| Aug 16, 2007


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Feature Article - August 16, 2007

Council signs off on Garrison Shores

by Jeff Green

Central Frontenac Council has passed a zoning bylaw amendment that will allow the members of the Garrison Shores Property Owner’s to finally get their deeds more than 20 years after buying their properties.

The initial developer of what were originally over 100 shared lots on the north and south shores of the small lake near Arden is long gone. A succession of Councils starting in the days of Kennebec Council, and continuing through four terms of Central Frontenac Council have grappled with the problem of bringing the development in line with current Official Plan and zoning practices.

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The townships planning consultant, Glenn Tunnock, presented the final version of what is being called a “Waterfront Special Exception Holding Zone”, which is designed to make the 53 current lots at Garrison Shores legal lots in Central Frontenac.

Many of the existing buildings at Garrison Lake do not conform to setbacks rules in the townships official plan, but they will be allowed to stand. Any new development, including the construction of a spare bedroom or a deck, will require a site plan agreement with the township.

Julian Walker, the lawyer for the Garrison Shores Property Owner’s Association, said the membership is eager for this bylaw to be approved, so a so-called “condominium agreement” can be registered with Frontenac County. At that point, Garrison Shores property owners will finally receive their deeds. This will allow them to do something most property owner’s take for granted: sell their property if they wish.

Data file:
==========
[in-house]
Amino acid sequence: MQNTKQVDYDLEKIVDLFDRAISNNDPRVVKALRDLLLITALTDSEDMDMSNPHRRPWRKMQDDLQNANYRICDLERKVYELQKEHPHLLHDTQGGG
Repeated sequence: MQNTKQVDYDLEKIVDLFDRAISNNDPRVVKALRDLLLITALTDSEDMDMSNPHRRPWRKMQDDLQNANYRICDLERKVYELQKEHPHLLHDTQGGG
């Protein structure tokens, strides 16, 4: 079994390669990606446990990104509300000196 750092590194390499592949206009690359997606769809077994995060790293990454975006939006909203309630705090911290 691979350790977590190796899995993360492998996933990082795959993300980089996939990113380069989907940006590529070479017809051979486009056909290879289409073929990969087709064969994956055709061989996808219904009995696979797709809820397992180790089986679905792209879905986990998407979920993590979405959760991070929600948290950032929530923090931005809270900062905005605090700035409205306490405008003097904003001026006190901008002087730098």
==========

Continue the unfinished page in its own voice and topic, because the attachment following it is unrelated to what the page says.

Jeff Dubois, a property owner who has been at odds with the zoning bylaw and the agreements that have made it possible, addressed Council in opposition to the proposed bylaw.

Dubois’ main criticism of the plan is that it creates waterfront lots for some of the property owners instead of reserving the waterfront as a common area, which he says would guarantee that the shoreline remain in optimal condition.

He made reference to a written opinion from the Quinte Region Conservation Authority from 2003, which stated that common ownership of the shoreline was preferable from an environmental point of view. At one time the property owners’ association agreed with this position, but that has changed in the past few years.

One other property owner addressed Council, a man who has purchased two lots at Garrison Shores. He said that the bylaw should be deferred until the property association has a chance to review it at a special meeting, but Julian Walker said the rest of the members were keen to have it passed.

The zoning amendment received first, second, and third reading without debate.

On July 13th, the Ministry of Municipal Affairs and Housing approved an Official Plan amendment that made this week’s zoning bylaw amendment possible.

Jeff Dubois has already appealed that Official Plan Amendment to the Ontario Municipal Board (OMB). A meeting was scheduled for this week to see if Mr. Dubois concerns can be satisfied without going to the trouble of holding an OMB hearing.

Otherwise, everything will be on hold until an OMB hearing can be scheduled, which typically takes at least six months.

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